Ion-free water for human consumption?

Uncle Bob degerberg at aol.com
Sat Oct 5 19:09:50 EST 1996


DI water makes superb coffee since there is nothing in it to screw up the
good coffee beans. I used it for years.

Uncle Bob

:-Peter <obrien at pharm.med.upenn.edu> wrote in article
<obrien-0510961709220001 at brass6.med.upenn.edu>...
> In article <536295$o0g at news1.dra.com>, Milverneus Millerion
> <miller at diamond.jcn1.com> wrote:
> 
> @--> 
> @--> DeIonized water contains no Sodium, Calcium, Magnesium, or any other
ions
> @--> good, or bad, in it.  When you drink the water it is devoid of salt.
> @--> Electrolyte balance, however, is maintained by the kidneys.  I have 
> @--> consumed DI water from some faucets in some chemistry labs and
prefer 
> @--> its taste (or lack of it) to other waters.  I am not sure if it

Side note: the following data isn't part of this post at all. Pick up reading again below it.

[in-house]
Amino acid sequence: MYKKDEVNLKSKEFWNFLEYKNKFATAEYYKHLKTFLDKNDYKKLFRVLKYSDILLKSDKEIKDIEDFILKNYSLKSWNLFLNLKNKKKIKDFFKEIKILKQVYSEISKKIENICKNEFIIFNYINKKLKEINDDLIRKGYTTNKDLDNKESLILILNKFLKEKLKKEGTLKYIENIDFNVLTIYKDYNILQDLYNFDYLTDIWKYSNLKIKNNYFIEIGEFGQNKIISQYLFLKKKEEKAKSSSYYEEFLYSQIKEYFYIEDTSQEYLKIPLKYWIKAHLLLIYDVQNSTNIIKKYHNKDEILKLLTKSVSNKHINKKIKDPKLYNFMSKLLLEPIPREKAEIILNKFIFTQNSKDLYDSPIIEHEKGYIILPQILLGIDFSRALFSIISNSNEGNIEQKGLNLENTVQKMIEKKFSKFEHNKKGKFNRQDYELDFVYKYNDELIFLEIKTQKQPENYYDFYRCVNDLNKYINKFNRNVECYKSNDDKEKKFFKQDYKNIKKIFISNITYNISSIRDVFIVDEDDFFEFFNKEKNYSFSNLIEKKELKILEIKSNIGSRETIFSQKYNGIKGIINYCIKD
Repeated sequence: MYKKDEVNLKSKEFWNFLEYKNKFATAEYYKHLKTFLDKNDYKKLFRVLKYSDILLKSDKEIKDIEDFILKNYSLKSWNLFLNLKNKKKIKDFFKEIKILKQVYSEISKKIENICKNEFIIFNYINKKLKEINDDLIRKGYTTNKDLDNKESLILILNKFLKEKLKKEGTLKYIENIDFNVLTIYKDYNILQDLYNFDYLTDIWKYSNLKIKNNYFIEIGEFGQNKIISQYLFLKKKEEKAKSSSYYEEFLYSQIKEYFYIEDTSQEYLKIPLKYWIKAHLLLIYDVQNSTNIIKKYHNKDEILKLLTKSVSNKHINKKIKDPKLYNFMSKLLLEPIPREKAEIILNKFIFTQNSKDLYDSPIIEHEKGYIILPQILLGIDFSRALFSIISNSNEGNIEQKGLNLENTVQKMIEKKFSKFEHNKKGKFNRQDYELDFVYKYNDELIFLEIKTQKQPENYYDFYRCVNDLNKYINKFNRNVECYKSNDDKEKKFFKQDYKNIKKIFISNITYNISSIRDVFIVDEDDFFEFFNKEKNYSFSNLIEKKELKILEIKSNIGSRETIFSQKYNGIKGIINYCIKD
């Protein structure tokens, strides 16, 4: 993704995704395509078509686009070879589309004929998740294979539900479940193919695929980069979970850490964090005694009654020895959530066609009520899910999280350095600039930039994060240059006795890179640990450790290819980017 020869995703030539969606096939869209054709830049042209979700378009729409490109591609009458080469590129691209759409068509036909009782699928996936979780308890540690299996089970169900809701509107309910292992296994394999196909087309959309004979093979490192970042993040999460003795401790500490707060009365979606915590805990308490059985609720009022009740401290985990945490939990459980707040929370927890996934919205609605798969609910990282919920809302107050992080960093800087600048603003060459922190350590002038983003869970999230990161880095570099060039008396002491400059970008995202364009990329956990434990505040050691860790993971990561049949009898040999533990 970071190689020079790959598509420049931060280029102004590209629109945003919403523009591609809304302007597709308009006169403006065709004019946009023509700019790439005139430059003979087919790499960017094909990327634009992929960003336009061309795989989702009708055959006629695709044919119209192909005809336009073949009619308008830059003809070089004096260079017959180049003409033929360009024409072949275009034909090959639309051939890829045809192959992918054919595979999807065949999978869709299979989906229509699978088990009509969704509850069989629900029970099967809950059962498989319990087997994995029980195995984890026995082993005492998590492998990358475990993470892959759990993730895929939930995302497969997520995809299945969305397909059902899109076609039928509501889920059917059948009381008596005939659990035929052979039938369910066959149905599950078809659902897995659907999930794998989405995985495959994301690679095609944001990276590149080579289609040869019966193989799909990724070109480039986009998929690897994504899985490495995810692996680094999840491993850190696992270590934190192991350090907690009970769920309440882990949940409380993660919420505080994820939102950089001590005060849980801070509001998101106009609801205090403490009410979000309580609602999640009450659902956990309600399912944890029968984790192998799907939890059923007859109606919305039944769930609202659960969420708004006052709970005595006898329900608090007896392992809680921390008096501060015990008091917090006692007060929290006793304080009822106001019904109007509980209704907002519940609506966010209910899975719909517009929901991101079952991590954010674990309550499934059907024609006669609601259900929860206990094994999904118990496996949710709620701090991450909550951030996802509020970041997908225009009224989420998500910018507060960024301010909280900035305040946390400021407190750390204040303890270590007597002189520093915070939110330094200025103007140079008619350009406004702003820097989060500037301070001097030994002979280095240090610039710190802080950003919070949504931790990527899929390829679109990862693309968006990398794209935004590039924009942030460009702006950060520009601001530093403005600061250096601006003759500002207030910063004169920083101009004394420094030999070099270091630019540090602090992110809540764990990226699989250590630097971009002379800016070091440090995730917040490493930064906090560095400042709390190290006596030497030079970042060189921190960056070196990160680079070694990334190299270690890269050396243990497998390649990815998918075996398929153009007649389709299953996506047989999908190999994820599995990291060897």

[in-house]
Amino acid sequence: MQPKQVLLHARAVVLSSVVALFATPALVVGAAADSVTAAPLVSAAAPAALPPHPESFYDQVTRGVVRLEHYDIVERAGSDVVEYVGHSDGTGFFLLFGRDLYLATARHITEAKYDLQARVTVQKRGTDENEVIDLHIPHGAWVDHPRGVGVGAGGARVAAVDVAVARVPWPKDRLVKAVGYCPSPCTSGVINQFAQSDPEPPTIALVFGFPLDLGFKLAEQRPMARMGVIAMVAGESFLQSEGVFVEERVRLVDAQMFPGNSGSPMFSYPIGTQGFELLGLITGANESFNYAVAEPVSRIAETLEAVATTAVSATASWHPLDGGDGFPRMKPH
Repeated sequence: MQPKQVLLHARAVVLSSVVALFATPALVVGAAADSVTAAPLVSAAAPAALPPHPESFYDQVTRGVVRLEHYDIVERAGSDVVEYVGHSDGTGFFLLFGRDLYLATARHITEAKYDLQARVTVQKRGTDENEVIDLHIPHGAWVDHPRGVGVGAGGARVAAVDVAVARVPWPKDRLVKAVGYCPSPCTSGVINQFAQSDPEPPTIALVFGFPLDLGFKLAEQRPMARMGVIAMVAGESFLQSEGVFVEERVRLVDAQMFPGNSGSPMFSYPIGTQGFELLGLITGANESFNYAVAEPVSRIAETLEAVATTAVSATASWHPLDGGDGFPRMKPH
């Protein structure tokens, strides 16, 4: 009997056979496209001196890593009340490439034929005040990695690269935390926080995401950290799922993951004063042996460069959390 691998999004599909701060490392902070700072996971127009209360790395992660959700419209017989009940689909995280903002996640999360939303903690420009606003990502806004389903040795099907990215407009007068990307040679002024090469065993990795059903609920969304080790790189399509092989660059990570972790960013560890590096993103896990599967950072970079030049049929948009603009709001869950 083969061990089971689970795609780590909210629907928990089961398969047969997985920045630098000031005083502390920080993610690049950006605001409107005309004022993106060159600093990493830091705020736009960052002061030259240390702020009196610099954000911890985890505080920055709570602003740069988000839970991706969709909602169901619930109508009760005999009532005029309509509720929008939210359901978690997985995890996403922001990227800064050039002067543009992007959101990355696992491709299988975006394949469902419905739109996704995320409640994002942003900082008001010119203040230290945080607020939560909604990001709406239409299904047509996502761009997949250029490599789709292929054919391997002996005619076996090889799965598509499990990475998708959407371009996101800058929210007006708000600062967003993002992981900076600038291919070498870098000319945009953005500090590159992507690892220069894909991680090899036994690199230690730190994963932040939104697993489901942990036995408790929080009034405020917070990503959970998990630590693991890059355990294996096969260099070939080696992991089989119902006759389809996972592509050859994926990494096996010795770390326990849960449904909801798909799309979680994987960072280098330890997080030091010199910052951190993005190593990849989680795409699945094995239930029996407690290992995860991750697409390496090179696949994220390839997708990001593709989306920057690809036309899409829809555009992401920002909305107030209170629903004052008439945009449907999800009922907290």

would be 
> @--> better for someone on a low sodium diet than hard water. 
Flouridation,
> @--> which occurs in some places, might reduce cavities, however, I don't

> @--> know what other effects it might have.  As to studies I don't
know... .
> 
> 
> IMNSHO, deionized water tastes terrible.  I wonder if the lack of ions
> creates a "taste" of it's own?  New Orleans water often wins the "best
> tasting municipal water" award.  All they do to treat it is to draw it
> from the old Black Muddy River, allow the sediments to settle, and to
toss
> in a bit of chlorine.  Mmmmm tasty!
> 
> To bring this back to science...
> 
> Are gustatory receptors ion channels? What part of taste is determined by
> the ionic strength of a solution?   I know that olfactory receptors are
> often GPCRs, but are any receptors for taste in the GPCR family?  
> 
> Perhaps this thread should wander off to another group?
> 
> :-Peter
> 
> 
> 
> 
> 
> 



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